How can you make sure your quilt looks great once it’s been quilted? Longarm quilting secures the multiple layers of a quilt together with a strong, decorative design.
This step is technically what makes a quilt top into a quilt! There
are few things more exciting than seeing the quilt top you worked so hard to piece come back as a finished quilt.
But some factors can affect the quality of the final product. Here we’ll look at two things you can do to make sure your quilt looks amazing after longarming!
Incorrectly sized borders are the single most common cause of quilts ending up out of square or with gathers & tucks.
Let’s first look at some of the most common ways that borders can end up the wrong size:
The problem with the first method is that it doesn’t use the actual size of your quilt top. In a perfect world, our quilt tops would be dead on with what the pattern claims they should be, but this is rarely the case. This doesn’t
you a bad quilter, it just means that there’s always variance in a handmade item. On top of it, patterns frequently have math errors!
The second and third methods seem like they should give you a correctly sized border. However, a raw fabric edge is prone to stretching, gathering, or just not lying straight and flat, so using the edge as your guide will generally
you an inaccurate measurement. The third method above will give you a different, inaccurate length for each side, which really adds to the problem!
So how should you determine your border sizes? It’s simple! For all 4 sides, measure along the nearest seam line to the edge in question. Seams are sturdier and more consistent in their length than raw edges.
Attach your first pair of shorter borders, and then measure along the other seams for your longer pair. Don’t trust any pattern or math, only your measurements.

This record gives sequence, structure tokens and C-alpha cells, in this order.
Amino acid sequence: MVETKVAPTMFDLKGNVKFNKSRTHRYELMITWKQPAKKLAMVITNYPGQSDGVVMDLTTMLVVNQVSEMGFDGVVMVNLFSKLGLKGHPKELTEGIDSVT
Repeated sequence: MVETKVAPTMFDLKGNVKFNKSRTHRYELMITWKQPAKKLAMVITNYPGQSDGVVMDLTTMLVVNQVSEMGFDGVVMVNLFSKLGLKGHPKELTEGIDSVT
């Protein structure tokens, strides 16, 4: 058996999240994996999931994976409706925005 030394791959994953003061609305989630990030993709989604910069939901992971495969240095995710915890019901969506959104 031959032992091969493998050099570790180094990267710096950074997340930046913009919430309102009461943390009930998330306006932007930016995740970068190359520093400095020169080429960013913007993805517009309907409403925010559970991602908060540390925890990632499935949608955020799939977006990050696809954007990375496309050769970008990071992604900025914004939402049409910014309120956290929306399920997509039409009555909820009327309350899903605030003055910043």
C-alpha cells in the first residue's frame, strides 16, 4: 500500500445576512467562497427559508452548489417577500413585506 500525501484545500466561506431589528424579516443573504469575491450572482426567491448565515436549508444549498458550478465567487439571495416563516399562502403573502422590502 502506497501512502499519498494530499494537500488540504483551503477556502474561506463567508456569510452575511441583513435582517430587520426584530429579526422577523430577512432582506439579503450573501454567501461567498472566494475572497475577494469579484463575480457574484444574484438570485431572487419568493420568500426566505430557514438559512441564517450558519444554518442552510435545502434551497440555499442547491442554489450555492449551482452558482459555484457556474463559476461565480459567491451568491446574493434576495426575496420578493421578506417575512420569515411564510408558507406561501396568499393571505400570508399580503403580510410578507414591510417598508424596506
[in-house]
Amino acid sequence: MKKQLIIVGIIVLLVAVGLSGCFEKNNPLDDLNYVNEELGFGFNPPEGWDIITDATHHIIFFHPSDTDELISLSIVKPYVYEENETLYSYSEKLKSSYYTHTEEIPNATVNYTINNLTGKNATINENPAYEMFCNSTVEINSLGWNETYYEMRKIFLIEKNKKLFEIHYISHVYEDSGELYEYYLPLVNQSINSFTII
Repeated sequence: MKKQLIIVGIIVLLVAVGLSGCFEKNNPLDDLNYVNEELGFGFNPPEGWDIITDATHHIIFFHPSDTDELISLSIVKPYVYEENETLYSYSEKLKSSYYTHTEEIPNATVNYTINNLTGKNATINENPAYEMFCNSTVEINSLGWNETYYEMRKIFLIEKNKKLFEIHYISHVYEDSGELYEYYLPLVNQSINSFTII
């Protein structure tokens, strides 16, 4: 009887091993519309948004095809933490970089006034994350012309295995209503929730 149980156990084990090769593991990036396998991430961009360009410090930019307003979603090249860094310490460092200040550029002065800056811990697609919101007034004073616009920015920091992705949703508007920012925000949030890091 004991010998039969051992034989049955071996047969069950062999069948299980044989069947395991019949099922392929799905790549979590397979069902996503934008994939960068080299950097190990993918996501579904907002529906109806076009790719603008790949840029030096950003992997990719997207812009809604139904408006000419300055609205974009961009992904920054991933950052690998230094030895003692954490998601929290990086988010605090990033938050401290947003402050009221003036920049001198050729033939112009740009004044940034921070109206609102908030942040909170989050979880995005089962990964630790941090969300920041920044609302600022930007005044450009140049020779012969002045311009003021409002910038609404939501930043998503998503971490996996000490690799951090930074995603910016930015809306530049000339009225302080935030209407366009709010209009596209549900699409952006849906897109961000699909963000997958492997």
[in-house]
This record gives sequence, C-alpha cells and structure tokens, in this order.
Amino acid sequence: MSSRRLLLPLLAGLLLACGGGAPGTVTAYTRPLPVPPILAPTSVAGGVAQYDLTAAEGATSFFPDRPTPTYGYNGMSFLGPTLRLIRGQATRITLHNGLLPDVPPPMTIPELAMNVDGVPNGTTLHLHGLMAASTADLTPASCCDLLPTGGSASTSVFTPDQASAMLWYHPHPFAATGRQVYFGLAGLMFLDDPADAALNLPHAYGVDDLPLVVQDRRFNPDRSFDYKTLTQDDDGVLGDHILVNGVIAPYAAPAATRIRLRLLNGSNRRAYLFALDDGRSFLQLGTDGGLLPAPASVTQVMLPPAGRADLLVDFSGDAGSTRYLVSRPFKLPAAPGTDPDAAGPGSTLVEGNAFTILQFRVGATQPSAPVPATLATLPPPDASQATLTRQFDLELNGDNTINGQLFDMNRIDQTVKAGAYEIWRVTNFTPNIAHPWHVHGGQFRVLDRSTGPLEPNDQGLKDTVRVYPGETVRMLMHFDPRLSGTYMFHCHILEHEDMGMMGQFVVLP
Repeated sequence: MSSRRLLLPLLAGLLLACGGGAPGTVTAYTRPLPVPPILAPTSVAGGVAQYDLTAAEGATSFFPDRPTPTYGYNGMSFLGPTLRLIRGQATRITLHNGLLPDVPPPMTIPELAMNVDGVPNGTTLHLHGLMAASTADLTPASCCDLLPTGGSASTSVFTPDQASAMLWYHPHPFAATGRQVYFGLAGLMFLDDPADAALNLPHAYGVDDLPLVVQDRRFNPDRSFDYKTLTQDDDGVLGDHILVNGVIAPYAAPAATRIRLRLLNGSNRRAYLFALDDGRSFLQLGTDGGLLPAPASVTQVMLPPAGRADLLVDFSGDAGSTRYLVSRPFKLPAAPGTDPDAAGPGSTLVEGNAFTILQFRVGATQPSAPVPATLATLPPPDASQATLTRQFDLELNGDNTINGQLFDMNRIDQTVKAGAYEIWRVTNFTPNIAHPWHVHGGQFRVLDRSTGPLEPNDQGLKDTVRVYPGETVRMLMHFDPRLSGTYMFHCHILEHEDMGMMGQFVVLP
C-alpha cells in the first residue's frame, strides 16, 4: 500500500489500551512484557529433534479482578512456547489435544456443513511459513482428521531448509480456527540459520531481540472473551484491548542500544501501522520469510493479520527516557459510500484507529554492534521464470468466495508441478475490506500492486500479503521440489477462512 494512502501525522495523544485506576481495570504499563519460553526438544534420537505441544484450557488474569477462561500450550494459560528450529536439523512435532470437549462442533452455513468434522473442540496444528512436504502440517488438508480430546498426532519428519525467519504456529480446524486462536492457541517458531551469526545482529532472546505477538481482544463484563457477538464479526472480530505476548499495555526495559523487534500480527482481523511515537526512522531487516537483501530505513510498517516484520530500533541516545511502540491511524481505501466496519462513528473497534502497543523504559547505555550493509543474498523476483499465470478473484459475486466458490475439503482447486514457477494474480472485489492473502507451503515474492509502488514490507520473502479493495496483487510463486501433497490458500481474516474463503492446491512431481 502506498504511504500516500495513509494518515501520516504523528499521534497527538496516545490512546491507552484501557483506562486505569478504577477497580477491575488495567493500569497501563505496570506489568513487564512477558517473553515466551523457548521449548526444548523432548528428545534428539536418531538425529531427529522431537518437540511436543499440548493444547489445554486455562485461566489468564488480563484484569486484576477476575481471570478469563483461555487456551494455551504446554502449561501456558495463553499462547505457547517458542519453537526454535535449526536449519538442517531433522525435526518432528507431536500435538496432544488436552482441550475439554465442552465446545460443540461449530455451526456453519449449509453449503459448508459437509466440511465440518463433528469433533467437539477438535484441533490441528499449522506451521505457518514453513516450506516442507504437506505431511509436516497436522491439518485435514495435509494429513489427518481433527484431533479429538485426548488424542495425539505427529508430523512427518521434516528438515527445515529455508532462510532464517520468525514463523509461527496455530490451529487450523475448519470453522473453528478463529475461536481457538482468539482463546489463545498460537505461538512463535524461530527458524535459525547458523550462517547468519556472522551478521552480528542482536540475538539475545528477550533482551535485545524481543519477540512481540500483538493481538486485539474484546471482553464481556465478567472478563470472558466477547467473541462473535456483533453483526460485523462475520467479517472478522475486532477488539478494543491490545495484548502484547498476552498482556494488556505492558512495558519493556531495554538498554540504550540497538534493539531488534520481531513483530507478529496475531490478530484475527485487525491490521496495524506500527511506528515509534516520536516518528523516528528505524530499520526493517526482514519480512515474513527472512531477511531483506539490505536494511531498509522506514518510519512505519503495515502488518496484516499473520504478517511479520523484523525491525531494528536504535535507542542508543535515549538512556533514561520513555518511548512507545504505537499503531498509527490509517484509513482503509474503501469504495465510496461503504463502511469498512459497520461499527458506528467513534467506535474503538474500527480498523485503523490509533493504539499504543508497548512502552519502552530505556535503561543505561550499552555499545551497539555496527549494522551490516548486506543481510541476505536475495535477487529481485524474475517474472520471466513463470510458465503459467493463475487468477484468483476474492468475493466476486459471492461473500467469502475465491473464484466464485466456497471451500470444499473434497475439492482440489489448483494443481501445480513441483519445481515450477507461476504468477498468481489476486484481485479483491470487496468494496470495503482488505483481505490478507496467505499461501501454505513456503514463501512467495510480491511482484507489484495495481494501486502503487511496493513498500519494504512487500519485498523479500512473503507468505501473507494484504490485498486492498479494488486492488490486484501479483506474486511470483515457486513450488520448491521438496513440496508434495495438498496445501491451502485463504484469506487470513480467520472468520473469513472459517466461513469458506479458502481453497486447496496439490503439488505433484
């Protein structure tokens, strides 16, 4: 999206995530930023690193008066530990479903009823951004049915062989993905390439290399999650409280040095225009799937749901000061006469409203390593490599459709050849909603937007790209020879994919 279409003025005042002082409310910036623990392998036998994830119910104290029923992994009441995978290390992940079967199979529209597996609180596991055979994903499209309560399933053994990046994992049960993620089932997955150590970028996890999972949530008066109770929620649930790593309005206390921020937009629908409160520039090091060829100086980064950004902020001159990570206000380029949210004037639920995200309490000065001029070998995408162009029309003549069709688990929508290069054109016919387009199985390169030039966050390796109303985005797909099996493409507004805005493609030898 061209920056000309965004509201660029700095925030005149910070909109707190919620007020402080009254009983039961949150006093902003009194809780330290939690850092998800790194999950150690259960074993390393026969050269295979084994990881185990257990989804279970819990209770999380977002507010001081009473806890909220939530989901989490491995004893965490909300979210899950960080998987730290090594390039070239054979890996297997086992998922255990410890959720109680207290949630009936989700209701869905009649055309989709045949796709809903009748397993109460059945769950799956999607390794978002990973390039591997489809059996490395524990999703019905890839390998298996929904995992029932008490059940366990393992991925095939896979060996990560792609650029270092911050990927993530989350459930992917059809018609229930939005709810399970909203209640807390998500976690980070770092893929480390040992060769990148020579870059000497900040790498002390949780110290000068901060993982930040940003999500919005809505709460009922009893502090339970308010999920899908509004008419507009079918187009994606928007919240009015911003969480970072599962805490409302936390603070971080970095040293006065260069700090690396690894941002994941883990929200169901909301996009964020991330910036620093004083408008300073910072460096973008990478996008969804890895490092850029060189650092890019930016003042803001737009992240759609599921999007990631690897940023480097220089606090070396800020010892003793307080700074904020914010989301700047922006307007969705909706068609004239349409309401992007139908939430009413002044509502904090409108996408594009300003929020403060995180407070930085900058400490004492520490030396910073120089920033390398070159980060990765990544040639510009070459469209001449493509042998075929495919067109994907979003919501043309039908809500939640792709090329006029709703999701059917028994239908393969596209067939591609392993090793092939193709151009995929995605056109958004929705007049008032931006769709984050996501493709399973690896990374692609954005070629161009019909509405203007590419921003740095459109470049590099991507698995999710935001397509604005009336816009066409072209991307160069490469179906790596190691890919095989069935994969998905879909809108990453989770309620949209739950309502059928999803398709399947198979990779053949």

If a quilt is meant to be square but all four sides are slightly different, then all the borders should still be cut different sizes. You cannot change the shape of fabric by piecing onto it without the excess going somewhere
Once you have a quilt top ready to be machine quilted, it needs a backing. One option is to let us provide fabric for the backing, and you won’t need to measure, cut or sew the backing. If you do want to use
your own fabric, it’s important to follow these tips to get the size right:
First, lay your quilt top out and actually measure it.
Much like with the border example above, it’s very tempting to think, “Well, this is the size the quilt top should be,” and to cut your backing based on that. Don’t give in to this temptation!
From these measurements, add 8” to each dimension.For example, if your quilt top measured 80” x 90”, then your backing should be at least 88” x 98.”
Attach your first pair of shorter borders, and then measure along the other seam for your longer pair. Don’t trust any pattern or math, only your measurements.
It also never hurts to lay your quilt top over your backing fabric afterwards to double check that the backing is the correct size.
When a quilt is loaded onto a longarm sewing machine, the backing fabric is secured onto the machine at the top and bottom and then held at the appropriate tension by side
clamps need the extra fabric so that they have something to hold onto.
While it’s a must to have at least 8” of excess fabric on each dimension, there’s no need to have backing much larger than this. Fabric is expensive, and your quilt top doesn’t need a circus tent!
Square the backing fabric
It’s important that you cut your backing fabric to be fairly square. In this case, square just means that the edges are at right angles to one another; your quilt top and its backing might be a rectangle, not a literal square.
Wonkiness in the backing fabric makes the total useful area smaller than it should be (as shown in the illustration; we see this often), and can lead to other problems during the longarming process, such as gathers and folds.
One thing we recommend to help keep your fabric square is to rip it instead of cutting it. Knick the selvage with scissors or a rotary cutter and then tear. This gives you a relatively straight cut, even if the fabric is wrinkled.
you’re using extra wide fabric, which is usually very wrinkled, this method is essential.
And that’s it! While there are other little things you can do to prepare your quilt for longarming, these are the two most common and problematic issues we see. If you get the border and backing right, your quilt top will longarm